I attended a meeting a couple of weeks ago where the Chief Appraiser for Williamson County told us that the average taxable value of homes there declined about 4.5% from 2009 to 2010. (See New properties stabilize Williamson County tax appraisal.) Of course, that is the average. There are neighborhoods where values fell farther, and others where values increased. The good news for Williamson County homeowners is that growth (i.e., new construction) added enough value to the tax rolls to more than offset the declines in existing homes, so there will be less pressure on taxing jurisdictions to increase property rates to sustain revenues.
Today, the Austin American-Statesman published much the same kind of story about Bastrop County (Bastrop County’s property values hold steady). In that area, the average value of a single family home actually increased this year due to construction of high-end new homes.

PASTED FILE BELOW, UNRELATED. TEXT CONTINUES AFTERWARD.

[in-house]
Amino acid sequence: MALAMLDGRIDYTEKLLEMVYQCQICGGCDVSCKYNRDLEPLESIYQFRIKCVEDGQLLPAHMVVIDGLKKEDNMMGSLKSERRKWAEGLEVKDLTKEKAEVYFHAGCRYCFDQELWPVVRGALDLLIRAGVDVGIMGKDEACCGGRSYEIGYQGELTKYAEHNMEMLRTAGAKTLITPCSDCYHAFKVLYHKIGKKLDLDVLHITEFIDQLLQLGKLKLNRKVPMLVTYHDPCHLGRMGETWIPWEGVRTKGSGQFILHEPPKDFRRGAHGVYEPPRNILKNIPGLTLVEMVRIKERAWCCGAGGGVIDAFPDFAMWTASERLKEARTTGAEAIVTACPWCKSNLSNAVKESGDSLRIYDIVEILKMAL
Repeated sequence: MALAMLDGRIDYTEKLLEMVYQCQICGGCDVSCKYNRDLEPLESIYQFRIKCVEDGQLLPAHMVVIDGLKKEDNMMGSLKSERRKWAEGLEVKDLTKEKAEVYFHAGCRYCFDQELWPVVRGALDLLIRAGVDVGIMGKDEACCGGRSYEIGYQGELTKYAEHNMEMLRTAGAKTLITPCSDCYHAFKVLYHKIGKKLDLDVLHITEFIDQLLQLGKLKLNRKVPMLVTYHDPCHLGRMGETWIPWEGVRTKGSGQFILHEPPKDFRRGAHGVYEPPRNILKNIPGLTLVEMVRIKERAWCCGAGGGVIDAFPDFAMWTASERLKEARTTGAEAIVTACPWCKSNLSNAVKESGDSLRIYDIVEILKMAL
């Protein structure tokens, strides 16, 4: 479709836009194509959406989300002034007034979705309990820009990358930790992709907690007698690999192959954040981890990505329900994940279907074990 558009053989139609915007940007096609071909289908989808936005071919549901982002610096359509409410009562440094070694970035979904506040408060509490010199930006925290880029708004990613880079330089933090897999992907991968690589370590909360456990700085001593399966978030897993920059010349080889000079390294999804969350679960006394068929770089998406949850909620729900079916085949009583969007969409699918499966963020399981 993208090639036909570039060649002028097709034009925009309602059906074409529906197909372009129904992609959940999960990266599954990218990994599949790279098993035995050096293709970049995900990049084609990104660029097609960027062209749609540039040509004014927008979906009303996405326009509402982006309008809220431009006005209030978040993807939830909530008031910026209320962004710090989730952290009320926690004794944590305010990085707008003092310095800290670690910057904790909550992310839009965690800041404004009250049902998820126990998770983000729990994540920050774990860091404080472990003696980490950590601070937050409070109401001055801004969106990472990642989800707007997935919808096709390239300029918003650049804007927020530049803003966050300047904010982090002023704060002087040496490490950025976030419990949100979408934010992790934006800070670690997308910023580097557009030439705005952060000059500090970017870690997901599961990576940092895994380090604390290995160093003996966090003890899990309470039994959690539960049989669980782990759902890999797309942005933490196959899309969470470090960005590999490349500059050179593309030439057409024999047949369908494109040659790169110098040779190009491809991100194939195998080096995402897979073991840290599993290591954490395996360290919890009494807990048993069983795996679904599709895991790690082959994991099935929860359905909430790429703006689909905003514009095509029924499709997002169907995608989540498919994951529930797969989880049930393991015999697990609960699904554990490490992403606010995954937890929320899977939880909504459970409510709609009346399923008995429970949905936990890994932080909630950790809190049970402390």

Today’s article also mentioned that overall values in Hays County will dip slightly this year, and included this chart:
These graphs shows that total assessed value in each of these three counties are up between 2% and 5% this year compared to last, even though the average value of a single family home declined about 2% in Hays and Williamson Counties.
Of course, these are only “proposed values” until the protest period ends and values are certified, but one would expect fewer protests in this situation than in years where many homeowners are notified of increases in the taxable values of their properties.
I have not seen similar reports from Travis County yet, but I expect to see that both average and total values are down slightly there. It will be interesting to see how this goes. Last year, Travis County increased so many property values by so much that they attracted more protests than they could process. They actually missed the certification deadline in 2009, still trying to satisfy homeowners who had filed protests that had not yet been heard and decided.